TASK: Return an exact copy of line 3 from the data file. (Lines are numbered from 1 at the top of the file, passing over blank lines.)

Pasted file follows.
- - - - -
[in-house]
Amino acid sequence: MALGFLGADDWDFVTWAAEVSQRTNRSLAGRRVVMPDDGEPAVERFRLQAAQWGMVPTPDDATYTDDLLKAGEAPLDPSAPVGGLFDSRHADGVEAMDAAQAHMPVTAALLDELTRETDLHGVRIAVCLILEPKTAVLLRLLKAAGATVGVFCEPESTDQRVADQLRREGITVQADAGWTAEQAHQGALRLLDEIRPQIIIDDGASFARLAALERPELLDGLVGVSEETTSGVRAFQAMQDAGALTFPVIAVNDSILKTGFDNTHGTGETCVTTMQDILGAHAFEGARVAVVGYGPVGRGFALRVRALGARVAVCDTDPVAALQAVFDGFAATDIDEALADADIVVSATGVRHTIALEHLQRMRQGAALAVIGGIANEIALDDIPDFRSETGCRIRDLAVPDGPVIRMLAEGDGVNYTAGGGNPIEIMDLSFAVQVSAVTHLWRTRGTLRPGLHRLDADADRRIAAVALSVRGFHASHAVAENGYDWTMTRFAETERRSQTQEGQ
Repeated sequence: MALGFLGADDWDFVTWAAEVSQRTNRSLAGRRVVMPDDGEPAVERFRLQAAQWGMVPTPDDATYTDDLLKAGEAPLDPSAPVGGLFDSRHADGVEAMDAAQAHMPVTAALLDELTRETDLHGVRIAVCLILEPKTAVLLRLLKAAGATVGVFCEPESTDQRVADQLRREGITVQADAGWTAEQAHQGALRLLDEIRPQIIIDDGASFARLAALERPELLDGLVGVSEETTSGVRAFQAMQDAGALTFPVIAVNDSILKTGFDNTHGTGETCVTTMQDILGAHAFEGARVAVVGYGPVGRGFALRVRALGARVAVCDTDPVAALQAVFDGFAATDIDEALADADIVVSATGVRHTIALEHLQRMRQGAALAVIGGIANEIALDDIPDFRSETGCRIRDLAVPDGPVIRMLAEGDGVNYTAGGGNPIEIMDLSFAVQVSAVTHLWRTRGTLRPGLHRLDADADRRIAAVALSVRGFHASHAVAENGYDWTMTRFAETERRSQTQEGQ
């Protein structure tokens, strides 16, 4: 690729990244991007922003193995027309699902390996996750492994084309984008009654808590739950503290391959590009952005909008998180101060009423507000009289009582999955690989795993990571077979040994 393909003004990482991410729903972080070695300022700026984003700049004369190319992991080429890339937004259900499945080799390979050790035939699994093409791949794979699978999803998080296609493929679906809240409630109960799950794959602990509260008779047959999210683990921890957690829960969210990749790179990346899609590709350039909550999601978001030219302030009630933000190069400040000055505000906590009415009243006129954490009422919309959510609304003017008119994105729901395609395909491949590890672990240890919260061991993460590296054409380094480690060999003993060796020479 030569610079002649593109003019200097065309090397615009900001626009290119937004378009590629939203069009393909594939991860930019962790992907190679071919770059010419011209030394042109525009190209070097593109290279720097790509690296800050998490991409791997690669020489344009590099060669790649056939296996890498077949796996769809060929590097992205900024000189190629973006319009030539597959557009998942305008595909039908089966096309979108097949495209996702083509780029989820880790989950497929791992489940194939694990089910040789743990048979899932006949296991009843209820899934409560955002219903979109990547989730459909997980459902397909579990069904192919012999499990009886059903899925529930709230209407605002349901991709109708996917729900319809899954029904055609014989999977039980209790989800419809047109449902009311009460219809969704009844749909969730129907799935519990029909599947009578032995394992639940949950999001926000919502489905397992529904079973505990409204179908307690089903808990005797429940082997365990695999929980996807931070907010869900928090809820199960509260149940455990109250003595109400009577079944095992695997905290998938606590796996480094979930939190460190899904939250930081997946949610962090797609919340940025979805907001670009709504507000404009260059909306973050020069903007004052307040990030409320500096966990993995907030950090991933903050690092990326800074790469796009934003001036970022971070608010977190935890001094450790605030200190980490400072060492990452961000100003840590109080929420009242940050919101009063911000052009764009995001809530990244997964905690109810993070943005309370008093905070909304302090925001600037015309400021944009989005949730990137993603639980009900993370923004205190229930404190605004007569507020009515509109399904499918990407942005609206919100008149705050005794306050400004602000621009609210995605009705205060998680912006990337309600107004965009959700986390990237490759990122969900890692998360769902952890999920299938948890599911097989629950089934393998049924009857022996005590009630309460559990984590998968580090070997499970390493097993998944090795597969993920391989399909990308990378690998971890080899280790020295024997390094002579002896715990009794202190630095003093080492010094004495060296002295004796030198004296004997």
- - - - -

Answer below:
Repeated sequence: MALGFLGADDWDFVTWAAEVSQRTNRSLAGRRVVMPDDGEPAVERFRLQAAQWGMVPTPDDATYTDDLLKAGEAPLDPSAPVGGLFDSRHADGVEAMDAAQAHMPVTAALLDELTRETDLHGVRIAVCLILEPKTAVLLRLLKAAGATVGVFCEPESTDQRVADQLRREGITVQADAGWTAEQAHQGALRLLDEIRPQIIIDDGASFARLAALERPELLDGLVGVSEETTSGVRAFQAMQDAGALTFPVIAVNDSILKTGFDNTHGTGETCVTTMQDILGAHAFEGARVAVVGYGPVGRGFALRVRALGARVAVCDTDPVAALQAVFDGFAATDIDEALADADIVVSATGVRHTIALEHLQRMRQGAALAVIGGIANEIALDDIPDFRSETGCRIRDLAVPDGPVIRMLAEGDGVNYTAGGGNPIEIMDLSFAVQVSAVTHLWRTRGTLRPGLHRLDADADRRIAAVALSVRGFHASHAVAENGYDWTMTRFAETERRSQTQEGQ